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Konyne Side Effects Center
Medical Editor: John P. Cunha, DO, FACOEP
Konyne (factor IX complex) 80 is a clotting factor used to treat or prevent bleeding in people with hemophilia B. Some forms of factor IX complex may also be used to treat or prevent bleeding in people with factor VII deficiency or inhibitors to factor VIII. This medication is available in generic form. Common side effects include pain at injection site, chills, tingling, flushing, headache, nausea, or vomiting.
The dose of Konyne 80 required for normalizing hemostasis will depend upon the patient and upon the circumstances. Konyne may interact with other drugs that affect bleeding or blood-clotting processes. Tell your doctor all medications and supplements you use. During pregnancy, Konyne should be used only if prescribed. It is unknown if this drug passes into breast milk. Consult your doctor before breastfeeding.
Our Konyne (factor IX complex) 80 Side Effects Drug Center provides a comprehensive view of available drug information on the potential side effects when taking this medication.
This is not a complete list of side effects and others may occur. Call your doctor for medical advice about side effects. You may report side effects to FDA at 1-800-FDA-1088.
What is Patient Information in Detail?
Easy-to-read and understand detailed drug information and pill images for the patient or caregiver from Cerner Multum.
Konyne in Detail - Patient Information: Side Effects
Factor IX complex is made from human plasma (part of the blood) and may contain infectious agents (e.g., viruses) that can cause disease. Although factor IX complex is screened, tested, and treated to reduce the possibility that it carries an infectious agent, it can still potentially transmit disease. Discuss with your doctor the risks and benefits of using factor IX complex.
Some viruses, such as parovovirus B19 and hepatitis A, may be more difficult to identify or remove from factor IX complex. Parovovirus B19 may more seriously affect pregnant women and those with poor immune systems. Symptoms of parovovirus B19 infection include fever, chills, runny nose, and drowsiness followed about 2 weeks later by a rash and joint pain. Symptoms of hepatitis A may include several days to weeks of poor appetite, tiredness, and low-grade fever followed by nausea, vomiting, and pain in the belly. Dark-colored urine and yellowing of the skin or whites of the eyes may also occur. Contact your doctor if you develop any of these symptoms after treatment with factor IX complex.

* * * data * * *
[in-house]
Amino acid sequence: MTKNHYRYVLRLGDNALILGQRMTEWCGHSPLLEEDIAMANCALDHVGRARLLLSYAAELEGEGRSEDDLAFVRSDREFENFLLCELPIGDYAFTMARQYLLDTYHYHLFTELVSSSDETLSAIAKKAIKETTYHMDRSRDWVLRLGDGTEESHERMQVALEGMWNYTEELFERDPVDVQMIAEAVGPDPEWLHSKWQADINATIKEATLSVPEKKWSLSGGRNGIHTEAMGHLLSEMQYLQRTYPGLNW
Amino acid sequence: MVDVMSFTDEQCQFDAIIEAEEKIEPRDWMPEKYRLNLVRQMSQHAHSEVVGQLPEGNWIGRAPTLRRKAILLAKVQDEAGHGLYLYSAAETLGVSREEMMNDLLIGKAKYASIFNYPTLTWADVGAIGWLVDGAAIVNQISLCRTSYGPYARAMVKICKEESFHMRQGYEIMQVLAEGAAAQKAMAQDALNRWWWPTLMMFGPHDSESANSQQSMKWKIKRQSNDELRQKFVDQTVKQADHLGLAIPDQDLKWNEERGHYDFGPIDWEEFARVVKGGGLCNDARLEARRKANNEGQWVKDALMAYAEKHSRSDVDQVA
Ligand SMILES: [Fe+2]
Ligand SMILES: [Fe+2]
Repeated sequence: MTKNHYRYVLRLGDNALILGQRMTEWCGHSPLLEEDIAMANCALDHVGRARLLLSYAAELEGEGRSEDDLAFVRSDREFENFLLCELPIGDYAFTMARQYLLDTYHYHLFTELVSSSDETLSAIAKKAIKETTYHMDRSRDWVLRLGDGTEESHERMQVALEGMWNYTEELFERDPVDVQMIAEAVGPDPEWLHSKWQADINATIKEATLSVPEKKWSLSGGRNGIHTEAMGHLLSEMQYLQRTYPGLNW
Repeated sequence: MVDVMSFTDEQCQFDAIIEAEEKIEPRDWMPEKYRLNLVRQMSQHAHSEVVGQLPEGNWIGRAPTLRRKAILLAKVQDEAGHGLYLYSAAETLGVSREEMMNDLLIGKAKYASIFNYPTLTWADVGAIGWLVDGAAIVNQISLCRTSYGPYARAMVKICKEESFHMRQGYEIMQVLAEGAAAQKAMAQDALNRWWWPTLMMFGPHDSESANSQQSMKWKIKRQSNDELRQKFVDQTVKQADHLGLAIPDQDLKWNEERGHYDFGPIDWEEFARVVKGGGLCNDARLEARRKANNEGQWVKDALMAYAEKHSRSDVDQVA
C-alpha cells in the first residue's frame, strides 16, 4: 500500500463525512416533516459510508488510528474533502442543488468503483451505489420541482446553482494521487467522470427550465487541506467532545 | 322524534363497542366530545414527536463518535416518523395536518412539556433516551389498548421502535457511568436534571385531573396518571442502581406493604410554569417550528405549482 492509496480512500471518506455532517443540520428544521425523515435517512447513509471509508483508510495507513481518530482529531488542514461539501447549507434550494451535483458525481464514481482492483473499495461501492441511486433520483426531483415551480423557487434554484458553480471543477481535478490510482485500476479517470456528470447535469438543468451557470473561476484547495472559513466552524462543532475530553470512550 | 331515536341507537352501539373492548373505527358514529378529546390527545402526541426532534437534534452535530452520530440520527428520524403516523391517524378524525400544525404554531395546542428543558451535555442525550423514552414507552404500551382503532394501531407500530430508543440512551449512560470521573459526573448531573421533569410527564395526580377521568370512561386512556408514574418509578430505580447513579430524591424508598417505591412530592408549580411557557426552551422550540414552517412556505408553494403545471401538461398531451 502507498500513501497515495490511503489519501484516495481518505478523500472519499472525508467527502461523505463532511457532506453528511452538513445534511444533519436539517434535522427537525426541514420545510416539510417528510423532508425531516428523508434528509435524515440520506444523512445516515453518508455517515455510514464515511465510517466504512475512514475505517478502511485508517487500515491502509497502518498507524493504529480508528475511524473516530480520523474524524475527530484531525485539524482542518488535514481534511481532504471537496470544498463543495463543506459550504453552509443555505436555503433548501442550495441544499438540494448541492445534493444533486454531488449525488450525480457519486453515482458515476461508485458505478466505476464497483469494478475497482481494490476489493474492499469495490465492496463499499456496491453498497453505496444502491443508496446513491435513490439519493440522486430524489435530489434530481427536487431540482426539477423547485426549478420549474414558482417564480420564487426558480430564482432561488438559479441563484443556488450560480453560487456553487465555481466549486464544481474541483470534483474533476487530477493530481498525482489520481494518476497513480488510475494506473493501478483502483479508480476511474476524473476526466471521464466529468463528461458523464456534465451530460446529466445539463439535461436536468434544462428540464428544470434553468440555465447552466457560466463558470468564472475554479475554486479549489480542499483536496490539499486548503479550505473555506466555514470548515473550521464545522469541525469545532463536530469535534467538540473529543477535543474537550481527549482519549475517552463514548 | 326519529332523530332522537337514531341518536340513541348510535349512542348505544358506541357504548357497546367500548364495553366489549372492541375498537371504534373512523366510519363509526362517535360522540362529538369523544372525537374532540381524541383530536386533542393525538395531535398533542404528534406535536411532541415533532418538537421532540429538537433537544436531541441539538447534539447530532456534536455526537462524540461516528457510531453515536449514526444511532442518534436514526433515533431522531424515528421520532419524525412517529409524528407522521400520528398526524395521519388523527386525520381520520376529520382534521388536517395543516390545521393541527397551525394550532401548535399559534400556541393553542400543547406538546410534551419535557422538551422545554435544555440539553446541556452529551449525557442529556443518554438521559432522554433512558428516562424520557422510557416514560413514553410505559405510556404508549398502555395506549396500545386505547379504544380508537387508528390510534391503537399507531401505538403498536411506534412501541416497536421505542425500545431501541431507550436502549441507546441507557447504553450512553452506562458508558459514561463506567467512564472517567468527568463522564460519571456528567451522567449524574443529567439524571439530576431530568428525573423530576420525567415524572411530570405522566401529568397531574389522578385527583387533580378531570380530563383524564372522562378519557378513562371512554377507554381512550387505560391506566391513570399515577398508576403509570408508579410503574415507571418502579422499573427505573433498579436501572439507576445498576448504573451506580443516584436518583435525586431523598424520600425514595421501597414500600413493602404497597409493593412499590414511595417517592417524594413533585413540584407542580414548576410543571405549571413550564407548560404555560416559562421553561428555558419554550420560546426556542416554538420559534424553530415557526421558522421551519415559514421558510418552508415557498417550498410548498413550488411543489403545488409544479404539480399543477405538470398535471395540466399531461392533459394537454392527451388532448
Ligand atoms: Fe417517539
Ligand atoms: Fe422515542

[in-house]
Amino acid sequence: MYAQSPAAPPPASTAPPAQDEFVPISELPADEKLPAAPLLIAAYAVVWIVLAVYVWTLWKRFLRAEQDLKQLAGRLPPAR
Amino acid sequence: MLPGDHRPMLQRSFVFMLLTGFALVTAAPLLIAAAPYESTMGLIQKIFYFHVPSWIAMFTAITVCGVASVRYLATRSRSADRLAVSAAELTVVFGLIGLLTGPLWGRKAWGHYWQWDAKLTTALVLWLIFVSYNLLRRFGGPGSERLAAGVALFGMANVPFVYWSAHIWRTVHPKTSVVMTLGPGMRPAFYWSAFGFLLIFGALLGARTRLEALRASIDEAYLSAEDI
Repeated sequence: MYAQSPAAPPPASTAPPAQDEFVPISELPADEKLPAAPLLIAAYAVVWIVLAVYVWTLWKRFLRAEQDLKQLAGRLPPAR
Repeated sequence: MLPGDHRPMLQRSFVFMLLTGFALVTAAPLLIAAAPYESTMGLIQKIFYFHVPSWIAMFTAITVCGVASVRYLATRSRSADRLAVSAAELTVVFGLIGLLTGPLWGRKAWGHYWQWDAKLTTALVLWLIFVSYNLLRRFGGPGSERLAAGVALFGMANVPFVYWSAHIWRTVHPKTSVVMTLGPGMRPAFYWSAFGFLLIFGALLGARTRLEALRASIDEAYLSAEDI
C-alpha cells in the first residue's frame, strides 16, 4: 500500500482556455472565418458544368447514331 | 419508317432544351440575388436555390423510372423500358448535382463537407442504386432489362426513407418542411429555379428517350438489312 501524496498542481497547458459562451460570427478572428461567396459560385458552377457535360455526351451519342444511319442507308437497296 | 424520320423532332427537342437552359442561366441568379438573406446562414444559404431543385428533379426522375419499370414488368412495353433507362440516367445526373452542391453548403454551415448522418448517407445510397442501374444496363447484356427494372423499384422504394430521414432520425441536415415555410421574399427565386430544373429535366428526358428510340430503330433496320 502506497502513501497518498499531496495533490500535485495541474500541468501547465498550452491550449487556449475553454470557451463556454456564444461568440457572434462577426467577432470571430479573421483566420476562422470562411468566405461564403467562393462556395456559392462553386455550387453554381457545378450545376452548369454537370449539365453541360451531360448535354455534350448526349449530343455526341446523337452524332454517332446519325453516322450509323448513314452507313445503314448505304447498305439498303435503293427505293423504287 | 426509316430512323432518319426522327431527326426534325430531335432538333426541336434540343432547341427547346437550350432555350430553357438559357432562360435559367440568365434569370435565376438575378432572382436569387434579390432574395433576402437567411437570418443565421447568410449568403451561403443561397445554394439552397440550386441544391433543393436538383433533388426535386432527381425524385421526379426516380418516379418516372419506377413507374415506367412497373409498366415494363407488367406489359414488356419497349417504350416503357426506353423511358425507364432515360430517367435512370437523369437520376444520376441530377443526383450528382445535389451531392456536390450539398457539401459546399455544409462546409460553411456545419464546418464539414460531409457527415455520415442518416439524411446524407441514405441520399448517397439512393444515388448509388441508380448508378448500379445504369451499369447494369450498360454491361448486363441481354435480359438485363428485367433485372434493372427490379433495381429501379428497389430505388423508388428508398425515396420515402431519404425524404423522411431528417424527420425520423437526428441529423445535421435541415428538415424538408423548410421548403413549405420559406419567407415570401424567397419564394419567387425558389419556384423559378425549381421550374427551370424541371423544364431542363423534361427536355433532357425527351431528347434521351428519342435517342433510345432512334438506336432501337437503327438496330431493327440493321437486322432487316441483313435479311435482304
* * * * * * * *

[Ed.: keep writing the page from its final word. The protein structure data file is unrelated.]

If you experience any of the following serious side effects, contact your healthcare provider immediately or seek emergency medical attention:
- an allergic reaction (shortness of breath; wheezing; tightness of the chest; closing of the throat; hives; swelling of the lips, face, or tongue; hives or rash; dizziness or fainting); or
- nausea or vomiting;
- increased heart rate;
- decreased blood pressure (may result in dizziness or fainting);
- difficulty breathing, chest pain, or cough; or
- pain, redness, or swelling at the injection site.
Other, less serious side effects may be more likely to occur. Continue to use factor IX complex and talk to your doctor if you experience
- headache; or
Side effects other than those listed here may also occur. Talk to your doctor about any side effect that seems unusual or that is especially bothersome.
Read the entire detailed patient monograph for Konyne (Factor IX Complex) »
What is Patient Information Overview?
A concise overview of the drug for the patient or caregiver from First DataBank.
Konyne Overview - Patient Information: Side Effects
Remember that your doctor has prescribed this medication because he or she has judged that the benefit to you is greater than the risk of side effects. Many people using this medication do not have serious side effects.
Tell your doctor right away if you have any serious side effects, including: swelling at injection site, fast heartbeat, shortness of breath, change in the amount of urine, swelling of the ankles/feet, pain/redness/swelling of arms or legs, new or increased bleeding/bruising.
Get medical help right away if any of these rare but very serious side effects occur: chest pain, trouble breathing, bluish fingers.
This medication is made from human blood. Even though donors are carefully screened and this medication goes through a special manufacturing process, there is a very small chance that you may get infections from the medication (e.g., viral infections such as hepatitis). Tell your doctor immediately if you develop any signs of hepatitis/another infection, including fever, persistent sore throat, unusual tiredness, persistent nausea/vomiting, yellowing eyes/skin, dark urine.
A very serious allergic reaction to this drug is rare. However, get medical help right away if you notice any symptoms of a serious allergic reaction, including: rash, itching/swelling (especially of the face/tongue/throat), severe dizziness, trouble breathing.
This is not a complete list of possible side effects. If you notice other effects not listed above, contact your doctor or pharmacist.
In the US -
Call your doctor for medical advice about side effects. You may report side effects to FDA at 1-800-FDA-1088.
In Canada - Call your doctor for medical advice about side effects. You may report side effects to Health Canada at 1-866-234-2345.
Read the entire patient information overview for Konyne (Factor IX Complex)»
What is Prescribing information?
The FDA package insert formatted in easy-to-find categories for health professionals and clinicians.
Konyne FDA Prescribing Information: Side Effects
Additional Konyne Information
Report Problems to the Food and Drug Administration
You are encouraged to report negative side effects of prescription drugs to the FDA. Visit the FDA MedWatch website or call 1-800-FDA-1088.
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